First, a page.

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Most of you don't want to go to college and learn theory, harmony, and composition techniques.
Not only is it tedious and for the most part -boring, but it's also unnecessary.
That is, if you want to compose atonal music or whatever the latest fad in academia is, go to college.
If you want to capture your ideas and quickly put them down on paper, you only need to learn how to think in phrases! This is what most improvisers/composers do anyway.
For example, many of you have heard me speak of using 8-bar phrases as a cornerstone to both improv and composition.
Why? Because it's a very easy space to work in! You can very quickly complete 8-bars and have both your theme and the first section of music.
By working this way, you don't have to worry about what the final form of the piece will be.
Many composition books suggest you block out the entire structure of the piece first including harmony, climax, etc.
This is one way of working with music.
It's not the only way.
Especially for beginners, it can be daunting to say the least to have no idea where you're going and what to do next.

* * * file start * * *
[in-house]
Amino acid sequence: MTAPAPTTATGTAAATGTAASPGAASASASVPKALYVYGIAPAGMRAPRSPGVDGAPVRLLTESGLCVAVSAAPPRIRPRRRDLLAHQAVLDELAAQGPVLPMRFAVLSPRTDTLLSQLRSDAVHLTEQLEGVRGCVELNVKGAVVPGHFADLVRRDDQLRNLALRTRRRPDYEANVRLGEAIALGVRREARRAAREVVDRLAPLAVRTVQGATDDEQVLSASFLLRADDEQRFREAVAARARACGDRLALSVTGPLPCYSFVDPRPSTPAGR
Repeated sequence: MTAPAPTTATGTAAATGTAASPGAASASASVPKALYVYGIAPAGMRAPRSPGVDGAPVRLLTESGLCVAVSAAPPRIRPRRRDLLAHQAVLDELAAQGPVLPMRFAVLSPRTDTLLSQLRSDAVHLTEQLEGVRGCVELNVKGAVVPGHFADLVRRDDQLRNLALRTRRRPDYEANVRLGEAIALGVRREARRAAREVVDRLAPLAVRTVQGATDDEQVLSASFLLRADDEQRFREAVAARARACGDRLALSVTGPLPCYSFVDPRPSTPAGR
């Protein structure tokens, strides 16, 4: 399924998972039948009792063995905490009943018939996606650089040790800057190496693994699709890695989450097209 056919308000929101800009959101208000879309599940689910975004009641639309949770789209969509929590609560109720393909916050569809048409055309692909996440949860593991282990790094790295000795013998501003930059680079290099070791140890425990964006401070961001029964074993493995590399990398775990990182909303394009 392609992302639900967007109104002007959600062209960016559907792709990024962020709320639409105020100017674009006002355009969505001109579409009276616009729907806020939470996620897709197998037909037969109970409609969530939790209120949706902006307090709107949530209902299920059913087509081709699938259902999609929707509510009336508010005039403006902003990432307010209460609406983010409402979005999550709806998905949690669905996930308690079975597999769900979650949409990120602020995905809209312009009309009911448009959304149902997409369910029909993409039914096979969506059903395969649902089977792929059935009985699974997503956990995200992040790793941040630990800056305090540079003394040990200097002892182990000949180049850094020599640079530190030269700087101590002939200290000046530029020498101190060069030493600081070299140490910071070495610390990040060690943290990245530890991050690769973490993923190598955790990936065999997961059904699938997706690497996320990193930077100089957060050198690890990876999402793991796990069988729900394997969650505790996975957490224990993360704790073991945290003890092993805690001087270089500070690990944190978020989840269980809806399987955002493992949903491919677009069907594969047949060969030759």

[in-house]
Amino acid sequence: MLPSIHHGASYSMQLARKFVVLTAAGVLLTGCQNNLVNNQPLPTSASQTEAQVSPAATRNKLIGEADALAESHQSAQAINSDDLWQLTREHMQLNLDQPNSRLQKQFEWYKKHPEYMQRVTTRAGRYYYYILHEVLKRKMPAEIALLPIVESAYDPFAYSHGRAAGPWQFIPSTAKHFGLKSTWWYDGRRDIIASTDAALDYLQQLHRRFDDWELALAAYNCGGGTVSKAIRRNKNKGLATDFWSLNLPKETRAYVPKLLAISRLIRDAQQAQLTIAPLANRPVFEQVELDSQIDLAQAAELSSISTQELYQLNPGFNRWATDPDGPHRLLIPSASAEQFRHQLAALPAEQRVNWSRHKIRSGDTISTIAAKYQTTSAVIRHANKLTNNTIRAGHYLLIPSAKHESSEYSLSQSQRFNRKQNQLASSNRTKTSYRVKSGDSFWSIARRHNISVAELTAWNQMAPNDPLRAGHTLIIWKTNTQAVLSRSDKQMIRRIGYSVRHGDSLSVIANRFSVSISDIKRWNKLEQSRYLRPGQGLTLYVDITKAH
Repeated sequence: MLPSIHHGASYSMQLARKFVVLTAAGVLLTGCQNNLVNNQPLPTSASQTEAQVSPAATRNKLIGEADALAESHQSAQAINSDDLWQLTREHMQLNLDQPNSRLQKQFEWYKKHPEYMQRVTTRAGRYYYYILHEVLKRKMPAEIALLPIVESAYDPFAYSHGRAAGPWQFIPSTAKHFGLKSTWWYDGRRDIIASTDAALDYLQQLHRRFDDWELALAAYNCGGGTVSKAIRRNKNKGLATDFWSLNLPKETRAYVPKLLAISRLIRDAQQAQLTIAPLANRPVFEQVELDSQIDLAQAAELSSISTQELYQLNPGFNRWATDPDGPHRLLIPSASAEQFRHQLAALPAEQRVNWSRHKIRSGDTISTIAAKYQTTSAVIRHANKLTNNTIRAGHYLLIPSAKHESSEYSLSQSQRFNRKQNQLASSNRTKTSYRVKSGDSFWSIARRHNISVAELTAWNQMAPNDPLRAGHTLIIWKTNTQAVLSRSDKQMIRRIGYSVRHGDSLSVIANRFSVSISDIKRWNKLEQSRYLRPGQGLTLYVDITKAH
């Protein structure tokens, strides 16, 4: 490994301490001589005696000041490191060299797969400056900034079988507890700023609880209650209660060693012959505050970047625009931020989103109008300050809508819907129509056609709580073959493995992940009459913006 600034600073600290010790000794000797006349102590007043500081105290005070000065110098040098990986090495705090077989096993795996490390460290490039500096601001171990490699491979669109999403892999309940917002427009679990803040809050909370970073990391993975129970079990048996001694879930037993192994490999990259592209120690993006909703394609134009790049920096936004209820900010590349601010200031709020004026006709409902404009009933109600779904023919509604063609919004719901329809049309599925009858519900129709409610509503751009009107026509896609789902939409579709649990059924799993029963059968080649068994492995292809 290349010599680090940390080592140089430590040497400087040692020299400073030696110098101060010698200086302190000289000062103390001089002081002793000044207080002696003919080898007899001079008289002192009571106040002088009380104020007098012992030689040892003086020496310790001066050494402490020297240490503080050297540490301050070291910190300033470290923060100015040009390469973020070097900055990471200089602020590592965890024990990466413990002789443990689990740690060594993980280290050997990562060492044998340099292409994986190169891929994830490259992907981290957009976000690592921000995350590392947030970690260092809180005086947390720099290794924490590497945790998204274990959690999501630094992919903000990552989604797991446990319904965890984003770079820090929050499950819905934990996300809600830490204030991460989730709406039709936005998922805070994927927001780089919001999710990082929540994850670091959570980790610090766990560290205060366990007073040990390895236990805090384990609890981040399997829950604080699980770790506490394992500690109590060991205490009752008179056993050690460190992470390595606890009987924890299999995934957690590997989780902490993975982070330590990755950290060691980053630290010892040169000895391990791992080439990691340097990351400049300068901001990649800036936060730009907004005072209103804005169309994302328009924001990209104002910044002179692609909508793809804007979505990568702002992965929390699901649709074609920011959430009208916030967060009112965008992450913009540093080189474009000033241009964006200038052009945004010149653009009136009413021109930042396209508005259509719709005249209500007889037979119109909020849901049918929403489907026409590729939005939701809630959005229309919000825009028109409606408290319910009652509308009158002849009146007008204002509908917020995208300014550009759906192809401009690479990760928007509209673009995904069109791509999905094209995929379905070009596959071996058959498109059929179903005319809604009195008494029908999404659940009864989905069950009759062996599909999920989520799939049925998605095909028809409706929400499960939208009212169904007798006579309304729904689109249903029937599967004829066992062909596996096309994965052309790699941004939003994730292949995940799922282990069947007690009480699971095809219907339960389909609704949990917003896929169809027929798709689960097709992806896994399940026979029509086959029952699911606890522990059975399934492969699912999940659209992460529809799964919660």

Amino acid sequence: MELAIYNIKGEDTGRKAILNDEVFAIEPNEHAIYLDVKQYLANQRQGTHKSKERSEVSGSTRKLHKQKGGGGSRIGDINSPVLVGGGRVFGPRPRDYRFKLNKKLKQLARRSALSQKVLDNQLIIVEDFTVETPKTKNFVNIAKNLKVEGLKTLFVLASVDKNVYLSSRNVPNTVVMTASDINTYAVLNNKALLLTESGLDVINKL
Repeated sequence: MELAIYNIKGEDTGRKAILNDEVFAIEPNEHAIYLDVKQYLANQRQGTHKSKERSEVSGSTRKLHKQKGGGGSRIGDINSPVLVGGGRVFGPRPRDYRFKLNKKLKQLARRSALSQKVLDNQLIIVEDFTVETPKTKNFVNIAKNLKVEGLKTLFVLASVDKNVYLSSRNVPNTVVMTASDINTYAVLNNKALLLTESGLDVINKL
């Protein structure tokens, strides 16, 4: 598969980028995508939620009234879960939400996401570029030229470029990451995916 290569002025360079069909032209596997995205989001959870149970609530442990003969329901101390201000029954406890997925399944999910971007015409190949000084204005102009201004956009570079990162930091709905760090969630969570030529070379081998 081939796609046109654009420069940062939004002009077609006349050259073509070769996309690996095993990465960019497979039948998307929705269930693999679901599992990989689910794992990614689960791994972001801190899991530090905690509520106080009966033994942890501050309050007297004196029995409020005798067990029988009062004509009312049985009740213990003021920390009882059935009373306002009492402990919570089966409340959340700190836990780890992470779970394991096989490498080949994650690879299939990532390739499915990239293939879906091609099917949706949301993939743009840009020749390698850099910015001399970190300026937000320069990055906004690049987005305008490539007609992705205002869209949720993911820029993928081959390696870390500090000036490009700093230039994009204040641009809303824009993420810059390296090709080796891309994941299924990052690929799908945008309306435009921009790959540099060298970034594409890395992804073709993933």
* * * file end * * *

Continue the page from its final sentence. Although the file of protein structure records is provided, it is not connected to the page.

But, and here's the really good part, by working with 8-bar phrases, you learn how smaller sections are built into larger sections and so on.
In other words, you learn how composers think.
Here's how I do it.
I start by improvising and see what comes up.
If I feel like I'm on to something, I just write out 8-bars on a sheet of paper (any paper will do) notate what key I'm playing in and the time and write out the first 2-bars of the melodic idea.
Next, I'll play through and write out the chord changes.
For example, if the piece is in the key of F Major, the first 2-bars may be an F Major chord, the next 2-bars, B flat Major and so on.
By working this way, you can quickly complete an 8-bar section of music and you're ready to add more sections working the same way!


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